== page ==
3. Higher Rank for Organic Search Results
This third benefit isn’t 100 percent official, but it still bears mentioning. As Google increases the importance of mobile load speed and user experience for site rank, the presence (or lack) of AMP pages on a mobile site could very well become a factor in search rank. Last year, we saw Google make a major push towards mobile-friendly sites. “Mobilegeddon” marked Google’s shift towards penalizing businesses that didn’t have mobile-friendly sites by eliminating those sites in search results—and it’s only going to get worse for sites that are not optimized for mobile screens.
What Publishers, Brands, and Tech Companies Use AMP?
From USA Today and BBC News to Twitter, Thrillist, Forbes, and The SEM Post, several publishers and technology companies are supercharging their sites with AMP. AmpProject.org shows a list of all known companies currently using AMP.
How to Get Started with AMP in WordPress
Adding the AMP WordPress plugin to your website is a must-do. Not only will your site load substantially faster, but you’ll also gain access to Google’s massive content delivery network. When people search for your website on their mobile devices, Google will serve up the AMP version of these pages, all for free.
Are you ready to boost your website’s mobile ranking with AMP-friendly pages? If you use WordPress, setting up AMP is a breeze. Here’s how:
1. Install the Plugin
From your admin dashboard, go to “Plugins”
Select the option to add a new plugin, “Add New”
Type “amp-wp” into the plugin search box to automatically locate the WordPress AMP plugin
Select “Install Now”
Activate the plugin by selecting “Activate Plugin”
2. Trigger the Creation of Pages With ‘/amp/’ Following the URL
From your admin dashboard, select “Permalinks”
Simply press the “Save Changes” button
3. Validate the AMP Version
From Chrome, open “Chrome Developer Tools”
Paste the URL of your Accelerated Mobile Page in the omnibox.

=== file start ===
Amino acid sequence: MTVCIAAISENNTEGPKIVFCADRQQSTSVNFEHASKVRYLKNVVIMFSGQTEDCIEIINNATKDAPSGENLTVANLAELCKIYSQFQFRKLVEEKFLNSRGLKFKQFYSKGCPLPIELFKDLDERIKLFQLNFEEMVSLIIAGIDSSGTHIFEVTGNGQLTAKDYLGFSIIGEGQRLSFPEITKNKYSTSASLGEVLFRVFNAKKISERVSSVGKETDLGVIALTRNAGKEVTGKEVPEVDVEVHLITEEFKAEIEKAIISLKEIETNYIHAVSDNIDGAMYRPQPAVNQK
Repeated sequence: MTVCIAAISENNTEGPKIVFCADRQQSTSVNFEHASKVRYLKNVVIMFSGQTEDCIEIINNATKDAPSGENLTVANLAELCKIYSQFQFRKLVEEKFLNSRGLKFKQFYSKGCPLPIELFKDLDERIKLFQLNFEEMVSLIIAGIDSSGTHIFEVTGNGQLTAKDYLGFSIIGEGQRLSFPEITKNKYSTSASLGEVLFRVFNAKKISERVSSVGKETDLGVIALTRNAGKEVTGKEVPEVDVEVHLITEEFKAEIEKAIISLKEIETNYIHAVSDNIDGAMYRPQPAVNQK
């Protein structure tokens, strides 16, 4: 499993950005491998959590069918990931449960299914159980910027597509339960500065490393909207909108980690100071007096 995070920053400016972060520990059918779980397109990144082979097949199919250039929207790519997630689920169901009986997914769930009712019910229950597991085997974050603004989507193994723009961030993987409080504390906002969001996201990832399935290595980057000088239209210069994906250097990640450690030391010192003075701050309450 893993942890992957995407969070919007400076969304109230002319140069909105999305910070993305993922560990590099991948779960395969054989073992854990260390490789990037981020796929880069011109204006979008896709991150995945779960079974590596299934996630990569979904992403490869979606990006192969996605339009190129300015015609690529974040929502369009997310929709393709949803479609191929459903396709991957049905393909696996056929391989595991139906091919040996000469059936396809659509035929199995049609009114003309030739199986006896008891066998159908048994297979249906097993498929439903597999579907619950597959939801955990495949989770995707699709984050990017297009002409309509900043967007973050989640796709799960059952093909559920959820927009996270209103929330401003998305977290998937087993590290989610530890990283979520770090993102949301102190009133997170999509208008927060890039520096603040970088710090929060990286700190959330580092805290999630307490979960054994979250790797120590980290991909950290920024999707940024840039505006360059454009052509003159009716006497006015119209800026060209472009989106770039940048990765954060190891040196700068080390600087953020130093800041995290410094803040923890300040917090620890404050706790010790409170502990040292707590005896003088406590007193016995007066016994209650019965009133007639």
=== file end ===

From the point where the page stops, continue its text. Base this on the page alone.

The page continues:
Add “#development=1” to the end of the URL
On Windows, the “Console” should already be visible. On Mac, go to “More Tools” and select “Developer Tools”
If the AMP plugin is working correctly, you’ll see a message stating, “AMP validation successful.”
Type “pagefrog” into the plugin search box to automatically locate the plugin
After successful installation, go to the “Mobile Format” menu
Make sure Google AMP HTML shows READY status
Go back to the main menu and click “Styling”.
Setup styling for your content and click “Save Settings”
Go back to the main menu, click “Analytics” and add your Google Analytics account information here.
Once you have setup your AMP content on WordPress, you can verify whether Google has indexed it properly through the Google Webmaster tool. It usually takes four to five days for Google to index this content.
In addition to adding the plugins above to your WordPress site, you may also wish to boost page discoverability and integrate with third party platforms via metadata, like Schema.org. The AMP Project offers a starter guide to both of these tasks on its website.
Finally, while AMP may not be a “magic bullet” for getting your content found in mobile search results, it is a critical step towards stronger engagement, better visibility, a lower bounce rate, and ultimately, a higher mobile ranking.